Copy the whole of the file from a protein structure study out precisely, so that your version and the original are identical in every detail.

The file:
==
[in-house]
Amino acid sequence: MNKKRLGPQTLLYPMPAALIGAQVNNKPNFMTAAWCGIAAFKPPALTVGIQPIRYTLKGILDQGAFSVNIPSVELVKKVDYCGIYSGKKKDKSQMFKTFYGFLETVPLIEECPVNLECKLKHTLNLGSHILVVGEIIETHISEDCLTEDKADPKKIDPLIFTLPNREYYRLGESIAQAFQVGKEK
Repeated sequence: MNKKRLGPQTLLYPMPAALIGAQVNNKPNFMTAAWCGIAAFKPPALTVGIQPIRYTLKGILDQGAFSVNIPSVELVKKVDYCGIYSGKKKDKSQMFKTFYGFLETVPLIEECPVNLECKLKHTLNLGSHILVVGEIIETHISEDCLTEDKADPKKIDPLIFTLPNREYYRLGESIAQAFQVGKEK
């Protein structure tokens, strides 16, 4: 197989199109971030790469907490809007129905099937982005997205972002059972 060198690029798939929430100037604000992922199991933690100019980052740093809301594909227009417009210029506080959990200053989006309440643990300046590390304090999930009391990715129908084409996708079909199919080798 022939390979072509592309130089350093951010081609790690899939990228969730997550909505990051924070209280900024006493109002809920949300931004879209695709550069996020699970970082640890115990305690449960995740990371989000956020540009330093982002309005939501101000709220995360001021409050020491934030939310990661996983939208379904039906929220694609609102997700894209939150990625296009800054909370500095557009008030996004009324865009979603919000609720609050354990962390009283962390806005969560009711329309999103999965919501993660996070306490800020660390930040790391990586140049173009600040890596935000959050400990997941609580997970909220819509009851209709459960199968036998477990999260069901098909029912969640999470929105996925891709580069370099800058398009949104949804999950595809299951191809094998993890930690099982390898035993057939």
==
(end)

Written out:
[in-house]
Amino acid sequence: MNKKRLGPQTLLYPMPAALIGAQVNNKPNFMTAAWCGIAAFKPPALTVGIQPIRYTLKGILDQGAFSVNIPSVELVKKVDYCGIYSGKKKDKSQMFKTFYGFLETVPLIEECPVNLECKLKHTLNLGSHILVVGEIIETHISEDCLTEDKADPKKIDPLIFTLPNREYYRLGESIAQAFQVGKEK
Repeated sequence: MNKKRLGPQTLLYPMPAALIGAQVNNKPNFMTAAWCGIAAFKPPALTVGIQPIRYTLKGILDQGAFSVNIPSVELVKKVDYCGIYSGKKKDKSQMFKTFYGFLETVPLIEECPVNLECKLKHTLNLGSHILVVGEIIETHISEDCLTEDKADPKKIDPLIFTLPNREYYRLGESIAQAFQVGKEK
């Protein structure tokens, strides 16, 4: 197989199109971030790469907490809007129905099937982005997205972002059972 060198690029798939929430100037604000992922199991933690100019980052740093809301594909227009417009210029506080959990200053989006309440643990300046590390304090999930009391990715129908084409996708079909199919080798 022939390979072509592309130089350093951010081609790690899939990228969730997550909505990051924070209280900024006493109002809920949300931004879209695709550069996020699970970082640890115990305690449960995740990371989000956020540009330093982002309005939501101000709220995360001021409050020491934030939310990661996983939208379904039906929220694609609102997700894209939150990625296009800054909370500095557009008030996004009324865009979603919000609720609050354990962390009283962390806005969560009711329309999103999965919501993660996070306490800020660390930040790391990586140049173009600040890596935000959050400990997941609580997970909220819509009851209709459960199968036998477990999260069901098909029912969640999470929105996925891709580069370099800058398009949104949804999950595809299951191809094998993890930690099982390898035993057939």